I stood at the foot of his bed watching the monitor because I knew it was about to start screaming at me. His chest was seizing, and a horrible strangling sound was coming out of his mouth. He hadn’t made a sound the entire time I’d been in there with him.

I ran for the nurses before the alarms went off. And they did go off.

“He’s dying,” a frustratingly calm nurse told me. “This is what happens when someone in this condition dies.”

You have to understand my situation here. No one else was at the hospital. His wife wasn’t there. His kids weren’t there. They weren’t ready. I know that if Fred had been ready to go at that moment, it would have been his time, and everyone would have been okay with that.

But something was wrong. And not like, this is just a dude dying so suck it up wrong.

I tried to explain to the nurses that the strangling sound wasn’t right. They said it was likely the “death rattle” which could we please get a new term for that?

The seizing of his stomach was getting worse, his blood pressure was ungodly high, his pulse was freaking out, his oxygen saturation dropped to nothing, it was horrible. I will need actual, legitimate therapy from watching him twitching there like that. The sounds, you guys. Jesus.

They gave him a sedative to try to make him as peaceful as possible but it wasn’t doing anything. I kept thinking the ungodly strangling sound wasn’t right.


It was all normal, they said. They understood I didn’t want him to die, but this is what happens. Would I like them to call me a chaplain?

I knew he was about to die. I totally got that. But I was certain this wasn’t like, his moment had come, but there was something fixable that was happening. If his heart stopped because his heart had had enough? Peace be with you, Fred. But for him to go without his family there because of something we could fix? I couldn’t handle it. I legitimately could not.

I’m going to be straight with you, I was starting to panic on the inside, and it’s not like I have extensive medical training or anything. But I was sure, like, to the depths of my fizzy little soul certain, there was something about the sound he was making that wasn’t okay.

This is when I climbed up onto the bed with Fred and did my best to Sherlock some shit. The breathing tube was taped into his mouth and there wasn’t supposed to be any air escaping. But I realized that’s the sound I was hearing. I couldn’t find anything else to use, so I took my watch, my freaking floating TARDIS watch and held it up to his mouth. With the glass face of the watch, I saw it fogging up and that’s how I realized there was a goddamn leak. He wasn’t getting any air from his breathing tube.

There was a super kind respiratory therapist who was doing rounds and came in as I sat up there with my wrist wedged under Fred’s mouth. She’d been in a few moments before when the alarms started going off and hadn’t found anything wrong. Not gonna lie, kids, she gave me one hell of a look finding me in that position.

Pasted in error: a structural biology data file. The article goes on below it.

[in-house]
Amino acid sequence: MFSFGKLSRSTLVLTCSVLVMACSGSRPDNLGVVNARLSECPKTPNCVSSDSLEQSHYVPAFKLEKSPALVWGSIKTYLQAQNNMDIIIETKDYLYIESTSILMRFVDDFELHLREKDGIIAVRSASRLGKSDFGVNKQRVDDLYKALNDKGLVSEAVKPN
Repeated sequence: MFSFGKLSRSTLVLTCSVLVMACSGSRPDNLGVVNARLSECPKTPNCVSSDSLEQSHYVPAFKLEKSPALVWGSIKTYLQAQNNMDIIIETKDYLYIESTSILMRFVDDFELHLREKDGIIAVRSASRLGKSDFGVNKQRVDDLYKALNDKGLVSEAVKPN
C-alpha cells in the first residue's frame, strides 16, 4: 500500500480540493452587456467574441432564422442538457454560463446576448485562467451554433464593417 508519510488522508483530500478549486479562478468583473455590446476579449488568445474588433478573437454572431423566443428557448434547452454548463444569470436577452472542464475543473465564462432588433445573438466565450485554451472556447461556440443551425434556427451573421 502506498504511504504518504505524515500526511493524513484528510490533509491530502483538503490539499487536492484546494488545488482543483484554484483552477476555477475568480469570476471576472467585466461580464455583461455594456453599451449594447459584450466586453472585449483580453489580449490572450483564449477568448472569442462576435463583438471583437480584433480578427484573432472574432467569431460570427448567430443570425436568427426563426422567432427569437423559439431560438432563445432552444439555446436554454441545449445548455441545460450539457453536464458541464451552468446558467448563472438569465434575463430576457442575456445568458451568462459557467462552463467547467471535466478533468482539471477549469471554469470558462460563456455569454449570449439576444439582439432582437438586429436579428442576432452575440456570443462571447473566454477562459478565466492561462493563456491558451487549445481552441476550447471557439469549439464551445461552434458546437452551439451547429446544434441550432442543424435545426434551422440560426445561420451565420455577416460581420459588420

I explained in a bizarrely calm torrent of information what I had been seeing from him for the last 15 minutes, and made her look at my fogged up watch.

“His wife isn’t here. His kids aren’t here. I can’t be the only person here with him when he dies, dude. Please. And I get that you guys see people die a lot, and these alarms get really old, but he is the most important person in the world to all the people who aren’t here, so if this is something that can be fixed, I’m really going to need someone to fix it.”

And then PEOPLE.

People everywhere.

Yep. There was a tiny leak on his breathing tube. It took a tiny puff of air through a syringe to fix it. That’s it. I think I heard someone say 5CCs of air.

Then it took another three hours, lots of medicines, and numerous calls from the ICU doc to get his blood pressure stabilized.

Eventually the seizing in his chest slowed down, his pulse went back to a calm level, and his blood pressure landed at a number which was a hell of a lot lower than mine was at the time.

The next day, we all let Fred go. He was surrounded by his family and he went peacefully, and quickly. I was so happy for that.

It was nothing, nothing like what the previous afternoon had been. Without his family and chaotic and horrible.

I figure if you have to go, calmly in a room full of people who love you is the way? I dunno. I’m not great with death as a general rule.

Like I said, I’ll have a more fitting tribute for my uncle soon when I’m not in quite so deep a shock. I just really needed to purge that particular bit.

And for the record, I’m not upset with the staff at the hospital. They were so good to us the time we were there. After the drama settled, they explained something they call “alarm fatigue” and how sometimes they do forget that things aren’t what they seem. They were very grateful I’d been a persistent little pest about the whole thing.

Anyway. That’s how I helped keep my uncle alive for an extra 24 hours with the help of a TARDIS watch.

And if this year wanted to take an upswing at any time, I’d be super excited about it. Like, so ridiculously on board.

I hope you all are having a better go of things.

Until next time,

Peace, Love, and Fred


  1. Oh, Summer. I have words, but none of them are coherent right now. I just want to say that I love you, and I have my own horrible version of this story. And my god, it sucks monkey balls to go through this kind of thing. So, I’m sending you extra hugs and if I can think of one, I’ll totally tell you a dick joke. Because I’m also a fan of laughter, mostly the inappropriate kind. *wink* <3 <3 <3